VJ Day 1945 explained: What’s the difference between VE and VJ Day? What happened?

VJ and VE day were a cause for celebration all over the world, as the Allies celebrated victories on different fronts. In Europe, the Allies had fought a bitter war since 1939, which killed millions and left civilians in a desperate situation. On May 9, 1945, the Nazis surrendered, and the war concluded in Europe, now commemorated as VE ‘Victory in Europe’ Day. VJ Day wouldn’t come until months later, however.

What is the difference between VE and VJ Day?

VE ‘Victory in Europe’ Day celebrates the culmination of World war Two in Europe.

Nazi leader Adolf Hitler committed suicide in his bunker on April 30, 1945, as the Allies advanced on Germany.

His successor, Karl Dönitz, decided to surrender, and officially signed the German Instrument of Surrender one week later on May 7 in France.

Germany signed a second surrender document on May 8, and Victory in Europe day has been celebrated annually on this day since then.

However, the war still raged on in the Pacific where Japan, a key German ally, was fighting off a quickly advancing US Army.

Both Winston Churchill and US President Harry Truman were quick to remind revellers of this fact.

Churchill famously declared: “We may allow ourselves a brief period of rejoicing (as Japan) remains unsubdued.”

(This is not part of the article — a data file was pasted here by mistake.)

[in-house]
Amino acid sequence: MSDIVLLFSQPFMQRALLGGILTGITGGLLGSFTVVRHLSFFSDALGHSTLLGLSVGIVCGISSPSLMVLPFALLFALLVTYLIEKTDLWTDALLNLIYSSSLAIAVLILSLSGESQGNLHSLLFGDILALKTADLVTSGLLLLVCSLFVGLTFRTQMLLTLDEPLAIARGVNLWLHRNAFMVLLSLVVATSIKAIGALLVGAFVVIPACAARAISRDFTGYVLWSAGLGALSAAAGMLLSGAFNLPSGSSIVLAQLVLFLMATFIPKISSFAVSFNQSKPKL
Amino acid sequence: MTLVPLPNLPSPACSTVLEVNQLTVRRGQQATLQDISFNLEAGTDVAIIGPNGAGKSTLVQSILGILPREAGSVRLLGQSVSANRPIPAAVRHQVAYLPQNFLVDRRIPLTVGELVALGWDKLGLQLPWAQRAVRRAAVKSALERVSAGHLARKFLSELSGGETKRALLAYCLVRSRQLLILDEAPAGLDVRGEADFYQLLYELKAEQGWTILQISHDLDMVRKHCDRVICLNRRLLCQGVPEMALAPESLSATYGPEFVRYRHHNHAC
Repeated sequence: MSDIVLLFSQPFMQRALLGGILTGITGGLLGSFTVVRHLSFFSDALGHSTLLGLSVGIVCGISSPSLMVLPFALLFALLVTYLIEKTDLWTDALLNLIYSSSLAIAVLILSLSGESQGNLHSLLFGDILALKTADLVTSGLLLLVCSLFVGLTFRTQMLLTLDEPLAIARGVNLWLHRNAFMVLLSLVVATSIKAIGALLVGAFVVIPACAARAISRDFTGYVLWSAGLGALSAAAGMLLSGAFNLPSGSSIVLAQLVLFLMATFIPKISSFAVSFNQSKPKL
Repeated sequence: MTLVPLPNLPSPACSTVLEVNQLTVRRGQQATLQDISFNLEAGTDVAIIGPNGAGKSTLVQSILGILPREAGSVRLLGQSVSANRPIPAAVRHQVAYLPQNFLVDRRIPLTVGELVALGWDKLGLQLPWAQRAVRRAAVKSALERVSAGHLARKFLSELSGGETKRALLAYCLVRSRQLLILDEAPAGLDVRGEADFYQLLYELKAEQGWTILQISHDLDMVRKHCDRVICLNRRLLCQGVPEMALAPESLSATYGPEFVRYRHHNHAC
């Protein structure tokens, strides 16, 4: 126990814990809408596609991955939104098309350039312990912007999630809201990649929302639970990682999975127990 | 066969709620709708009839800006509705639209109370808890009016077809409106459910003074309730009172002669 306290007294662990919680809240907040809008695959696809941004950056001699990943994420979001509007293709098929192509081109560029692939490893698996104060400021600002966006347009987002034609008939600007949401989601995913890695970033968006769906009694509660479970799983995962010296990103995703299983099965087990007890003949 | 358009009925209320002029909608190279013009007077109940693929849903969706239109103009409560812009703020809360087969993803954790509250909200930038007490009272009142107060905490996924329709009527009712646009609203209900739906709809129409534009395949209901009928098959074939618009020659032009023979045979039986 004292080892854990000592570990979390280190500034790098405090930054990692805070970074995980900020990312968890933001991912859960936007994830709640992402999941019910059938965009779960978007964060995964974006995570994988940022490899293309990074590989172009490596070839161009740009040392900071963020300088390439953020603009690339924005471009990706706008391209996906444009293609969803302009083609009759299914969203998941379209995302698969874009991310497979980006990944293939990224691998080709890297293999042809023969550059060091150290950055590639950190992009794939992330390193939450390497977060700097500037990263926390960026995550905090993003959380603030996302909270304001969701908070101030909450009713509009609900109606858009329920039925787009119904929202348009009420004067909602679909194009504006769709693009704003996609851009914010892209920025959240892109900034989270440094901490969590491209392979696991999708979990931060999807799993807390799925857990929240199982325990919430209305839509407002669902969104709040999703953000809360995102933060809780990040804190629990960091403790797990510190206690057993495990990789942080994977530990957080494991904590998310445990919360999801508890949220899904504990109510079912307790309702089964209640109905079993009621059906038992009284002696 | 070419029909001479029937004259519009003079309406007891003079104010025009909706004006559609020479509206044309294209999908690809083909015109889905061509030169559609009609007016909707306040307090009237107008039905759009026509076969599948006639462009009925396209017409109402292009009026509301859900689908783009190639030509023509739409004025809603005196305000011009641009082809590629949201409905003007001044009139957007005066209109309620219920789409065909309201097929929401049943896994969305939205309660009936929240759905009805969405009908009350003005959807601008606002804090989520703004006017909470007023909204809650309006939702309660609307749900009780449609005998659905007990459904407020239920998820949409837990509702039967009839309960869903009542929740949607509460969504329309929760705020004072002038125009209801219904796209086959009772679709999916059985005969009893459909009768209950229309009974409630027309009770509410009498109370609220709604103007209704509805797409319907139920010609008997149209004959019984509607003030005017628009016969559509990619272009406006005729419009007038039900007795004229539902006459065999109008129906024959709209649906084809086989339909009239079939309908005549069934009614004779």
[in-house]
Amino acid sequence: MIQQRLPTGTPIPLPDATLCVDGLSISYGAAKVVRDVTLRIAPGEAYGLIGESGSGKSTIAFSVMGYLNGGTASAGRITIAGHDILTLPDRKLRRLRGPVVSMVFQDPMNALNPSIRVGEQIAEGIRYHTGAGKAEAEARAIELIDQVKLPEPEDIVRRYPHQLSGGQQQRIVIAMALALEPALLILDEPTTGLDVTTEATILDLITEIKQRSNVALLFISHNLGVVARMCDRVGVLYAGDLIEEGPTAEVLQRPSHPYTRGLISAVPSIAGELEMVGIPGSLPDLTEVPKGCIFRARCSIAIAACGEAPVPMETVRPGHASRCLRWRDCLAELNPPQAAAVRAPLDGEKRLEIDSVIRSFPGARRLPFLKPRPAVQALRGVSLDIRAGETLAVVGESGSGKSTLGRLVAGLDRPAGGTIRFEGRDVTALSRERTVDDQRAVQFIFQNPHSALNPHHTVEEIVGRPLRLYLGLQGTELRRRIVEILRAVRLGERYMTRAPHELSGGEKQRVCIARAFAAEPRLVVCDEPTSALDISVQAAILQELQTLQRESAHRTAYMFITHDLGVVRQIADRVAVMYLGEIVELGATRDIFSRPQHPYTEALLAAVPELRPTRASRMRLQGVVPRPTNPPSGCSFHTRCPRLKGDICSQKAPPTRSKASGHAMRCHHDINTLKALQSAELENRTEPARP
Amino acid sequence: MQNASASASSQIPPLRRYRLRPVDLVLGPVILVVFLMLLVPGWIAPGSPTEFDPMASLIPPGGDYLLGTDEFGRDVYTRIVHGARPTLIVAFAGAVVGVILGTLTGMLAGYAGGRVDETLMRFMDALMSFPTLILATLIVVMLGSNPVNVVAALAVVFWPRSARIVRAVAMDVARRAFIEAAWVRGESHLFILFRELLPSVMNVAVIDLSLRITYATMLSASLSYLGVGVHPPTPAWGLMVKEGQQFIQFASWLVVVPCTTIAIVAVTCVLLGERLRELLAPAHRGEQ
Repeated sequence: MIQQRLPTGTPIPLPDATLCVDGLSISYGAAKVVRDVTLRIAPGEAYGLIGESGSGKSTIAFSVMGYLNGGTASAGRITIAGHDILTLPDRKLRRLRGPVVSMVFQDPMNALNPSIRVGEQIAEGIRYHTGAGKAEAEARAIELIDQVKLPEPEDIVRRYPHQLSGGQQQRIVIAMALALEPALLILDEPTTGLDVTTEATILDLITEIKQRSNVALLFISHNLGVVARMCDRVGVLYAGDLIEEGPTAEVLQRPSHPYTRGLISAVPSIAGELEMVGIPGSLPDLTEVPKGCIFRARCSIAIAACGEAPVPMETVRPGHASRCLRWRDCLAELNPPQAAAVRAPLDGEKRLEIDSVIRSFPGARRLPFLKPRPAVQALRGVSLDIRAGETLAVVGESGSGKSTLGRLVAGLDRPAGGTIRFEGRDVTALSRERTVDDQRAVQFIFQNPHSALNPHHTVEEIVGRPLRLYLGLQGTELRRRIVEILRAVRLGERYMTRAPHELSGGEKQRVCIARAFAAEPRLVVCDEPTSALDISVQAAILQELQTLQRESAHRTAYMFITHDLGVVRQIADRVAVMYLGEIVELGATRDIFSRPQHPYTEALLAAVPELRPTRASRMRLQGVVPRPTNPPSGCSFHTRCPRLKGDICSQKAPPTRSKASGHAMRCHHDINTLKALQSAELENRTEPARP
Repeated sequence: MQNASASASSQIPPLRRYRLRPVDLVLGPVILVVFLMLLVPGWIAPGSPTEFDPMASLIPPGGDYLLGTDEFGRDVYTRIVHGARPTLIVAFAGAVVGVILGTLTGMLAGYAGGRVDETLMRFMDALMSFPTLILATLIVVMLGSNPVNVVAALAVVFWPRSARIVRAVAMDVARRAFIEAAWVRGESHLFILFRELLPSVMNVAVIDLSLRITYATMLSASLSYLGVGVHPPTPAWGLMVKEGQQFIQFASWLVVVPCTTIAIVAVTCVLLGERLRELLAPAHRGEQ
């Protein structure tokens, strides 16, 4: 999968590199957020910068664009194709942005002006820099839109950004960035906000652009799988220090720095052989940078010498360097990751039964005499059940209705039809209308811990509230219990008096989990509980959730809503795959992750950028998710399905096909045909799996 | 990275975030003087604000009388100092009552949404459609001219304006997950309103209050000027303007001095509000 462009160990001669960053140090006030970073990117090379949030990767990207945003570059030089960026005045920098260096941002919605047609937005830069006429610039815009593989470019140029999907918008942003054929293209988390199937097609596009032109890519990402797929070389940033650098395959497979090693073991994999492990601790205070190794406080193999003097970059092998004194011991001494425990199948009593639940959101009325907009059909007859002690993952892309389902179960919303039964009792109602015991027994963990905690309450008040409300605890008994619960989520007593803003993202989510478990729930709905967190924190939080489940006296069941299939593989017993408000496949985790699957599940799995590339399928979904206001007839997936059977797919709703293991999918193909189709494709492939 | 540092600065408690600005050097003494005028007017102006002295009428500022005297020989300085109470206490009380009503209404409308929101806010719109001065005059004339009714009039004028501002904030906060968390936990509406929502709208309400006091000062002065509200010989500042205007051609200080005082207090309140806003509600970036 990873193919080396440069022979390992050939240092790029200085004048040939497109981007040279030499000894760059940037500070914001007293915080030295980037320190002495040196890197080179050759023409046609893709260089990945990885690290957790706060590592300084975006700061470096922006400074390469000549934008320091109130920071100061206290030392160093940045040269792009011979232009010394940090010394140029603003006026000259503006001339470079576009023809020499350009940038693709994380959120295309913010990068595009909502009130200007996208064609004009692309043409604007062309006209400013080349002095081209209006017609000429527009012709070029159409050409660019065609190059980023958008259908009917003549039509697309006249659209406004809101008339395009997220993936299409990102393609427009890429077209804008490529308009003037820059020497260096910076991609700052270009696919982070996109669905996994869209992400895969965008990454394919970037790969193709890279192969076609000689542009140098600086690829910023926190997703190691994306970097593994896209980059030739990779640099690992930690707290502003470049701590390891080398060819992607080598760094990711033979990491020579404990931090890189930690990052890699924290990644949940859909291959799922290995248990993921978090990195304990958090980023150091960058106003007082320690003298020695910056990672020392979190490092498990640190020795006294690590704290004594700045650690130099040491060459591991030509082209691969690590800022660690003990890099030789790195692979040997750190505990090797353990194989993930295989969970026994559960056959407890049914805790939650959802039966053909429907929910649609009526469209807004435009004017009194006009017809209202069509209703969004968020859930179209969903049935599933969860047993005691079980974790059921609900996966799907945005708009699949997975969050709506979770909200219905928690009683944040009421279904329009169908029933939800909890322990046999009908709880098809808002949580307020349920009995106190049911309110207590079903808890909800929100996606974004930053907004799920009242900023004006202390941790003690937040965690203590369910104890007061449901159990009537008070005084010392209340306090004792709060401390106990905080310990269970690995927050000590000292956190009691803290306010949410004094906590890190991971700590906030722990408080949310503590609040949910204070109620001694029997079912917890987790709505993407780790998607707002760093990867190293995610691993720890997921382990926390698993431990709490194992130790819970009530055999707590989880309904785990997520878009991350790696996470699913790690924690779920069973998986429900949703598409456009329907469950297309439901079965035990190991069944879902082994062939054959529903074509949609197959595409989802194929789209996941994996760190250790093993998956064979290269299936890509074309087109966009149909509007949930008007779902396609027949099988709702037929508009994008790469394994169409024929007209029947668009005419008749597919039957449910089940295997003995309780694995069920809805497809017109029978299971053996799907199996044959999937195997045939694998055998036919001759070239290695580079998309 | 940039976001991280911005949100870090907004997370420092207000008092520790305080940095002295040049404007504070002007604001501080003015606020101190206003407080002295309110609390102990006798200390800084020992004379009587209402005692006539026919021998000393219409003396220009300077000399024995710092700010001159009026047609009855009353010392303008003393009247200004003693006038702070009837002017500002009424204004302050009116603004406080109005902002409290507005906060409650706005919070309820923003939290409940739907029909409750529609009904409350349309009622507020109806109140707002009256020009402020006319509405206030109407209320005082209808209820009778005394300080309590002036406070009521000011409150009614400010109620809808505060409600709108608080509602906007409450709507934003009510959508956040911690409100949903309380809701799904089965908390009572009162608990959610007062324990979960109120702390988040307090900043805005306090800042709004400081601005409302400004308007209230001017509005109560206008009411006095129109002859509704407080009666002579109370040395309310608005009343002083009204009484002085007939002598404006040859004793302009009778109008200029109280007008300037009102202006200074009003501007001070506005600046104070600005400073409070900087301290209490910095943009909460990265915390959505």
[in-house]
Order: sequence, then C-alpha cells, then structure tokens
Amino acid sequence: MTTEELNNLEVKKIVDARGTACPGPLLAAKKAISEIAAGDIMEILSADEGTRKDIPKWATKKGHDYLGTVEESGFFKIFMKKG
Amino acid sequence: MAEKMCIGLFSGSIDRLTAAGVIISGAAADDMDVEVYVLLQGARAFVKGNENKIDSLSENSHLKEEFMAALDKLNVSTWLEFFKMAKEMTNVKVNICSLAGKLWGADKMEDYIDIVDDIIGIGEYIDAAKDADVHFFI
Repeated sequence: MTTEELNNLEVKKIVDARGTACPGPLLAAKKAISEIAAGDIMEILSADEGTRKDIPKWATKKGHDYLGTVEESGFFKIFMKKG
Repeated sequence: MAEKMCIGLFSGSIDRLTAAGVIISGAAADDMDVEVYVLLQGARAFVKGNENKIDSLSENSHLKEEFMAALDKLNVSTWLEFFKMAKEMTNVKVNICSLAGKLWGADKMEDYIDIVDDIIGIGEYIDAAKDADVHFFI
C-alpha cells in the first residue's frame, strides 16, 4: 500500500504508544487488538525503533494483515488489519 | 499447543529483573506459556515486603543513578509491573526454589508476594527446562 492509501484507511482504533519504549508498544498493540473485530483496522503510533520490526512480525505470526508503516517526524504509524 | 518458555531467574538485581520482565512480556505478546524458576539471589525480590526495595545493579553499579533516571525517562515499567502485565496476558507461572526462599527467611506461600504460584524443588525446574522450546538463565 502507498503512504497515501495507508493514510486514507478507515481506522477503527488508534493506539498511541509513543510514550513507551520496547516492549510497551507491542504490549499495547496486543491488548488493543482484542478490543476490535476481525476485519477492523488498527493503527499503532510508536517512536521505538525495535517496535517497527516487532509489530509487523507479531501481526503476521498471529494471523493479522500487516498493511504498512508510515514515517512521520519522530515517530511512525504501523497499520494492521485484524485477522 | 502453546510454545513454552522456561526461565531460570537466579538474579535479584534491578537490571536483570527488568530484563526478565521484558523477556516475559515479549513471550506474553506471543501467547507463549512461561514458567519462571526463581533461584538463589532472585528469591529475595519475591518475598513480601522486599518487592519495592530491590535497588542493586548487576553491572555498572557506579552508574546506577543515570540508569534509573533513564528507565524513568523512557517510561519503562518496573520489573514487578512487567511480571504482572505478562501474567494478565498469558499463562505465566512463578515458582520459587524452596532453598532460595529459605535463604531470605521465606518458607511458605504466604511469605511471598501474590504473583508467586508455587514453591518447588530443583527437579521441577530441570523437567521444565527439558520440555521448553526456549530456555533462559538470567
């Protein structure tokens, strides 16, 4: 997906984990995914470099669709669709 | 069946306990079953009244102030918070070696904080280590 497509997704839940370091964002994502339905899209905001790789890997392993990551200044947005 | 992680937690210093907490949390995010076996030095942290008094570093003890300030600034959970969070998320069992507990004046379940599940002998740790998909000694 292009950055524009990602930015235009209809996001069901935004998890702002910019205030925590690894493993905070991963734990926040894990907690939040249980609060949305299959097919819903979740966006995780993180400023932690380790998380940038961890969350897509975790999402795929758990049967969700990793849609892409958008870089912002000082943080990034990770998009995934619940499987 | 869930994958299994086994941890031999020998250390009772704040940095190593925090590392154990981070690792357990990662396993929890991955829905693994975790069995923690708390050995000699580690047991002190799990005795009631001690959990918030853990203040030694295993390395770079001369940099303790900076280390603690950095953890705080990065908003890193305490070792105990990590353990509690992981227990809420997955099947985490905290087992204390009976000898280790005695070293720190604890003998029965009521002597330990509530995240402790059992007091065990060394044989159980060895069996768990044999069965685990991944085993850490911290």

VJ Day celebrates Japan’s surrender to the Allies.

Three months after Germany had surrendered in Europe, Japan was still fighting in the Pacific.

The Allies delivered an ultimatum to Japan’s emperor Hirohito on July 28, 1945, demanding unconditional surrender.

The country refused, and the US exercised its will in the Pacific using two newly developed atomic bombs.

The US dropped the bomb on Hiroshima on August 6, and Nagasaki three days later on August 9.

On August 9 Soviet forces also invaded Manchuria, forcing Japan into a tight spot.

The Allies announced Japan’s surrender on August 15, but Japanese General Koiso Kuniaki did not sign a surrender document until September 2.

Emperor Hirohito warned a sustained war would result in the “total extinction of human civilisation”, and he was allowed to keep his throne in a conditional surrender.

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